Pity the active fund manager.
More dollars have flowed to index strategies that track a market benchmark, such as the S&P 500 index, partly because such funds typically have lower costs than active funds and more investors believe that stock-picking managers can't regularly beat the financial markets.
Now a new Morningstar study, released this week at the Morningstar Investment Conference, finds that actively managed funds lagged their passive counterparts across nearly all asset classes, especially over a 10-year period from 2004 to 2014.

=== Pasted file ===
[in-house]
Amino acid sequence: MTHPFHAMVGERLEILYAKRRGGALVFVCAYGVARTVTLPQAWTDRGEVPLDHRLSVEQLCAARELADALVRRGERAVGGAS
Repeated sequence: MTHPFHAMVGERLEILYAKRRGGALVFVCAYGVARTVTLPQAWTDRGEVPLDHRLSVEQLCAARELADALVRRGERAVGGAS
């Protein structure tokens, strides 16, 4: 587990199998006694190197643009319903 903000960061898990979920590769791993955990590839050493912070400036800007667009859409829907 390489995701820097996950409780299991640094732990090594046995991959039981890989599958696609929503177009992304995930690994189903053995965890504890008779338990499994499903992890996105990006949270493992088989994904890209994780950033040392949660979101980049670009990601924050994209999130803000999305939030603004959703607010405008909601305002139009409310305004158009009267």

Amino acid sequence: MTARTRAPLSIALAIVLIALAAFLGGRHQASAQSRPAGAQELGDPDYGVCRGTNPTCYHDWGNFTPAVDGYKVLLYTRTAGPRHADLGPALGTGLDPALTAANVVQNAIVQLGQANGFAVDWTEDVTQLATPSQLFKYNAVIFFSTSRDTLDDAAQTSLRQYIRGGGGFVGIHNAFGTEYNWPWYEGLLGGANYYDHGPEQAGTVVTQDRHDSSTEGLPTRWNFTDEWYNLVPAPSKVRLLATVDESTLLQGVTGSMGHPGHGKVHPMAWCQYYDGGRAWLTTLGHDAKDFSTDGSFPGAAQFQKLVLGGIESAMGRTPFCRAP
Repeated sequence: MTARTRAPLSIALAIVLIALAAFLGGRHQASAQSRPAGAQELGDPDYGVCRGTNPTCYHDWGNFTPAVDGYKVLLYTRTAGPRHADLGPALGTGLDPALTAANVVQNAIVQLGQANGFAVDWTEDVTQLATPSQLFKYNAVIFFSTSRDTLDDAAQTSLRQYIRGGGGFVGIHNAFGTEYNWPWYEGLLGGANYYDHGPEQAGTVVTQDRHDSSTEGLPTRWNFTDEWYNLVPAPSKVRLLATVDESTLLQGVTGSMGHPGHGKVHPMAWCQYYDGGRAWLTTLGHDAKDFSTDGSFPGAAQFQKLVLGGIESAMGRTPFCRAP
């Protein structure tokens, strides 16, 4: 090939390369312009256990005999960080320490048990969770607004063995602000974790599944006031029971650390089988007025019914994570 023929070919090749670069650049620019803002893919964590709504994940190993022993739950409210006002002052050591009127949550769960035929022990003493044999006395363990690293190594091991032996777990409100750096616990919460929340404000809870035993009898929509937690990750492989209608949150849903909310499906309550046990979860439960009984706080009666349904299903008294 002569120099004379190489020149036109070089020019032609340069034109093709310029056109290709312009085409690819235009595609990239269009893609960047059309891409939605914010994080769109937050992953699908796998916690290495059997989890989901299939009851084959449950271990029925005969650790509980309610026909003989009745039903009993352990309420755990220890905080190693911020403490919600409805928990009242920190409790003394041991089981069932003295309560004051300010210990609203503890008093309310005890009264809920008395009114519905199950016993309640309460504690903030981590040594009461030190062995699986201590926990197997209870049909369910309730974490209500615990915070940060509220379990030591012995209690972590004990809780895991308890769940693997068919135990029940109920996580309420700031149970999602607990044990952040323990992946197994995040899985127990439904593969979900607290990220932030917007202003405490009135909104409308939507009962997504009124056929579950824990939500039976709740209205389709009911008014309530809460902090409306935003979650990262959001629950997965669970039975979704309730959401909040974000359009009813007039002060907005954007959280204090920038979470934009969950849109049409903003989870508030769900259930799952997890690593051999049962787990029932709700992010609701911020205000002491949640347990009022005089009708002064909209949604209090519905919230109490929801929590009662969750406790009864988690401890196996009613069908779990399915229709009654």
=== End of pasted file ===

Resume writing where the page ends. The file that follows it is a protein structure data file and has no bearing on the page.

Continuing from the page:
Morningstar researchers calculated success rates by the percentage of actively managed funds that survived and produced returns better than the average index fund in the same category. Survivorship bias helped active funds' dismal results as researchers found that many active funds in the period, which included the financial crisis and Great Recession, either merged with other funds or closed.
Active funds that invest in value stocks of mid-sized companies were the only fund category of the 12 categories Morningstar studied that had a 10-year success rate above 50 percent compared with their index-fund counterparts. Low-cost active U.S. mid-cap value funds had the highest success rate, at 68.2 percent for the 10-year period, while high-cost active mid-cap blend funds had the lowest success rate, with only 5 percent beating their passive peers. (See the table below.)